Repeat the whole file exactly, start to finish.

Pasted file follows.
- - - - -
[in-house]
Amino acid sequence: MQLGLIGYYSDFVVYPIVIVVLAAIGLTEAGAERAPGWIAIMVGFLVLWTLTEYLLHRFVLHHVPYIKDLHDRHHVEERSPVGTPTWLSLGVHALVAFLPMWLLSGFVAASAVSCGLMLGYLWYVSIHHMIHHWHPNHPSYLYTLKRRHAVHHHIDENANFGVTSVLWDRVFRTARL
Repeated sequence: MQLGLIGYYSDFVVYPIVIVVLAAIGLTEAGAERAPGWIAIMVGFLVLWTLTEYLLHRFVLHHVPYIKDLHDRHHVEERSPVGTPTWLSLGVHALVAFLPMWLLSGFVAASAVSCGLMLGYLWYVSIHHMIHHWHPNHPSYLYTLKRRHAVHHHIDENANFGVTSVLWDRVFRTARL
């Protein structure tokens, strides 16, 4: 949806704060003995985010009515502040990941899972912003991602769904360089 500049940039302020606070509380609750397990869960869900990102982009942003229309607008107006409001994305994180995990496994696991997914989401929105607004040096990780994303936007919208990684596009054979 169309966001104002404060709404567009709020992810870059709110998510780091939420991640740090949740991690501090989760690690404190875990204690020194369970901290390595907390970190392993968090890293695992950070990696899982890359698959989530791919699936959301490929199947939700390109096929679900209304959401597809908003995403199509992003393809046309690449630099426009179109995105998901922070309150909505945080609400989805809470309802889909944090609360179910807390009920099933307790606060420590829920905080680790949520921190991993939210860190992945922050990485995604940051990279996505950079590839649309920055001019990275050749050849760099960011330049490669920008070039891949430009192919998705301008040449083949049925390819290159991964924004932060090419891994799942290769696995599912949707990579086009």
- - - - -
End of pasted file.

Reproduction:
[in-house]
Amino acid sequence: MQLGLIGYYSDFVVYPIVIVVLAAIGLTEAGAERAPGWIAIMVGFLVLWTLTEYLLHRFVLHHVPYIKDLHDRHHVEERSPVGTPTWLSLGVHALVAFLPMWLLSGFVAASAVSCGLMLGYLWYVSIHHMIHHWHPNHPSYLYTLKRRHAVHHHIDENANFGVTSVLWDRVFRTARL
Repeated sequence: MQLGLIGYYSDFVVYPIVIVVLAAIGLTEAGAERAPGWIAIMVGFLVLWTLTEYLLHRFVLHHVPYIKDLHDRHHVEERSPVGTPTWLSLGVHALVAFLPMWLLSGFVAASAVSCGLMLGYLWYVSIHHMIHHWHPNHPSYLYTLKRRHAVHHHIDENANFGVTSVLWDRVFRTARL
């Protein structure tokens, strides 16, 4: 949806704060003995985010009515502040990941899972912003991602769904360089 500049940039302020606070509380609750397990869960869900990102982009942003229309607008107006409001994305994180995990496994696991997914989401929105607004040096990780994303936007919208990684596009054979 169309966001104002404060709404567009709020992810870059709110998510780091939420991640740090949740991690501090989760690690404190875990204690020194369970901290390595907390970190392993968090890293695992950070990696899982890359698959989530791919699936959301490929199947939700390109096929679900209304959401597809908003995403199509992003393809046309690449630099426009179109995105998901922070309150909505945080609400989805809470309802889909944090609360179910807390009920099933307790606060420590829920905080680790949520921190991993939210860190992945922050990485995604940051990279996505950079590839649309920055001019990275050749050849760099960011330049490669920008070039891949430009192919998705301008040449083949049925390819290159991964924004932060090419891994799942290769696995599912949707990579086009």